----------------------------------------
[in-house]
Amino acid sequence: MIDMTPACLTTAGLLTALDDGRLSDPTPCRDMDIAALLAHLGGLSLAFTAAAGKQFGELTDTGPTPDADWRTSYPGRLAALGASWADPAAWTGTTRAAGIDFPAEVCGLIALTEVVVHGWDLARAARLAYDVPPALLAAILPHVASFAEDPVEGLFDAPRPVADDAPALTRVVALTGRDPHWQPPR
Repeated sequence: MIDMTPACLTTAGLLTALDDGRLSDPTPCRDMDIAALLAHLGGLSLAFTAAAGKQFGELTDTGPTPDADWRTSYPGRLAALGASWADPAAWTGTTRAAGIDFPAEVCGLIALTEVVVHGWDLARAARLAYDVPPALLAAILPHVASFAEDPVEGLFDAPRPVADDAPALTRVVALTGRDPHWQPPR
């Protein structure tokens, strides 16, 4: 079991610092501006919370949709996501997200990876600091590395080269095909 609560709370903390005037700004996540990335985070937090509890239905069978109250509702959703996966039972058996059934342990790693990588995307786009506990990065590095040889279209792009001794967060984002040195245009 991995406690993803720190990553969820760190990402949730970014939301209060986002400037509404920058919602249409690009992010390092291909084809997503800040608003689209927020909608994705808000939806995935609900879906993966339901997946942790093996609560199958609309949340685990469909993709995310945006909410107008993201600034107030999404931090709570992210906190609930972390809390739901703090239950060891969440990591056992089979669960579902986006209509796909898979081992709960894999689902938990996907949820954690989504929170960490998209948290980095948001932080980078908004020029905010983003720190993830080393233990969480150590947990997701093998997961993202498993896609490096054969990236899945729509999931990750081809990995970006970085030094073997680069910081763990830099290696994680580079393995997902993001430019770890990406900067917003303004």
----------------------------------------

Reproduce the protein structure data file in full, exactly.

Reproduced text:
[in-house]
Amino acid sequence: MIDMTPACLTTAGLLTALDDGRLSDPTPCRDMDIAALLAHLGGLSLAFTAAAGKQFGELTDTGPTPDADWRTSYPGRLAALGASWADPAAWTGTTRAAGIDFPAEVCGLIALTEVVVHGWDLARAARLAYDVPPALLAAILPHVASFAEDPVEGLFDAPRPVADDAPALTRVVALTGRDPHWQPPR
Repeated sequence: MIDMTPACLTTAGLLTALDDGRLSDPTPCRDMDIAALLAHLGGLSLAFTAAAGKQFGELTDTGPTPDADWRTSYPGRLAALGASWADPAAWTGTTRAAGIDFPAEVCGLIALTEVVVHGWDLARAARLAYDVPPALLAAILPHVASFAEDPVEGLFDAPRPVADDAPALTRVVALTGRDPHWQPPR
């Protein structure tokens, strides 16, 4: 079991610092501006919370949709996501997200990876600091590395080269095909 609560709370903390005037700004996540990335985070937090509890239905069978109250509702959703996966039972058996059934342990790693990588995307786009506990990065590095040889279209792009001794967060984002040195245009 991995406690993803720190990553969820760190990402949730970014939301209060986002400037509404920058919602249409690009992010390092291909084809997503800040608003689209927020909608994705808000939806995935609900879906993966339901997946942790093996609560199958609309949340685990469909993709995310945006909410107008993201600034107030999404931090709570992210906190609930972390809390739901703090239950060891969440990591056992089979669960579902986006209509796909898979081992709960894999689902938990996907949820954690989504929170960490998209948290980095948001932080980078908004020029905010983003720190993830080393233990969480150590947990997701093998997961993202498993896609490096054969990236899945729509999931990750081809990995970006970085030094073997680069910081763990830099290696994680580079393995997902993001430019770890990406900067917003303004």